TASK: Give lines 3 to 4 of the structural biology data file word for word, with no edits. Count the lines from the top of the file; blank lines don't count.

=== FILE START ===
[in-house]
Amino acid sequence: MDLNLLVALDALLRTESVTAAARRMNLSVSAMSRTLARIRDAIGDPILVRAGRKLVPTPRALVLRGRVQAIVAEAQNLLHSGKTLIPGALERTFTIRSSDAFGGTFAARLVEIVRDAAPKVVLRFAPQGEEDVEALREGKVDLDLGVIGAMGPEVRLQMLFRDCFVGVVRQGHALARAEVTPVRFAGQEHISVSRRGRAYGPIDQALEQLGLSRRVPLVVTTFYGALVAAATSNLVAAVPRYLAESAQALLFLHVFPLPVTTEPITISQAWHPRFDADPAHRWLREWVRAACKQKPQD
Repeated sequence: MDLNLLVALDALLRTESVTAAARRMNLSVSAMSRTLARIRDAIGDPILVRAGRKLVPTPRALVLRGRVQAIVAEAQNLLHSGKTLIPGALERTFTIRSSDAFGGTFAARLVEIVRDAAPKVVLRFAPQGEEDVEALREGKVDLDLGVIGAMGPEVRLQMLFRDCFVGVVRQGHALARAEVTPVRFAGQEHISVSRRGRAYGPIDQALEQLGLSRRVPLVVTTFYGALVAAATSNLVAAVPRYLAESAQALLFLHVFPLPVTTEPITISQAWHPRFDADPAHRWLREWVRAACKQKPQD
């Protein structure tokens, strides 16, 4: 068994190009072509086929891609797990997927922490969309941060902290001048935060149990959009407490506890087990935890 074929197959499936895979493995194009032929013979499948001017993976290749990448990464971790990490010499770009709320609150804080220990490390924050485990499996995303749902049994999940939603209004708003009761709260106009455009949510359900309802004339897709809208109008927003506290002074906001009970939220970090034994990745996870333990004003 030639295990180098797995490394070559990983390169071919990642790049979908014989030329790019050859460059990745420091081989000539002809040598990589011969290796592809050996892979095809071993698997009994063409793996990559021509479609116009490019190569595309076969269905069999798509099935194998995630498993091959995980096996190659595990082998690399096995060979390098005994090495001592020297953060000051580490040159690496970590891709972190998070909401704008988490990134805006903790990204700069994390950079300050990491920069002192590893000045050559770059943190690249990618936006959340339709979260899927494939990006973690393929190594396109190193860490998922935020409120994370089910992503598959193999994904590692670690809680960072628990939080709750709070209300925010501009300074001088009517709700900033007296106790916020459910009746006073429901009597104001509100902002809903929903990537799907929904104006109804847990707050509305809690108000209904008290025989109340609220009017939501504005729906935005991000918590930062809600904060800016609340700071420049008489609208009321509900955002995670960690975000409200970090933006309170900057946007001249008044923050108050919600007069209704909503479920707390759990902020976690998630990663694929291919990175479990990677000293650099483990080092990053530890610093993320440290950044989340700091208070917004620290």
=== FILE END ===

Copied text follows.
Repeated sequence: MDLNLLVALDALLRTESVTAAARRMNLSVSAMSRTLARIRDAIGDPILVRAGRKLVPTPRALVLRGRVQAIVAEAQNLLHSGKTLIPGALERTFTIRSSDAFGGTFAARLVEIVRDAAPKVVLRFAPQGEEDVEALREGKVDLDLGVIGAMGPEVRLQMLFRDCFVGVVRQGHALARAEVTPVRFAGQEHISVSRRGRAYGPIDQALEQLGLSRRVPLVVTTFYGALVAAATSNLVAAVPRYLAESAQALLFLHVFPLPVTTEPITISQAWHPRFDADPAHRWLREWVRAACKQKPQD
């Protein structure tokens, strides 16, 4: 068994190009072509086929891609797990997927922490969309941060902290001048935060149990959009407490506890087990935890 074929197959499936895979493995194009032929013979499948001017993976290749990448990464971790990490010499770009709320609150804080220990490390924050485990499996995303749902049994999940939603209004708003009761709260106009455009949510359900309802004339897709809208109008927003506290002074906001009970939220970090034994990745996870333990004003 030639295990180098797995490394070559990983390169071919990642790049979908014989030329790019050859460059990745420091081989000539002809040598990589011969290796592809050996892979095809071993698997009994063409793996990559021509479609116009490019190569595309076969269905069999798509099935194998995630498993091959995980096996190659595990082998690399096995060979390098005994090495001592020297953060000051580490040159690496970590891709972190998070909401704008988490990134805006903790990204700069994390950079300050990491920069002192590893000045050559770059943190690249990618936006959340339709979260899927494939990006973690393929190594396109190193860490998922935020409120994370089910992503598959193999994904590692670690809680960072628990939080709750709070209300925010501009300074001088009517709700900033007296106790916020459910009746006073429901009597104001509100902002809903929903990537799907929904104006109804847990707050509305809690108000209904008290025989109340609220009017939501504005729906935005991000918590930062809600904060800016609340700071420049008489609208009321509900955002995670960690975000409200970090933006309170900057946007001249008044923050108050919600007069209704909503479920707390759990902020976690998630990663694929291919990175479990990677000293650099483990080092990053530890610093993320440290950044989340700091208070917004620290």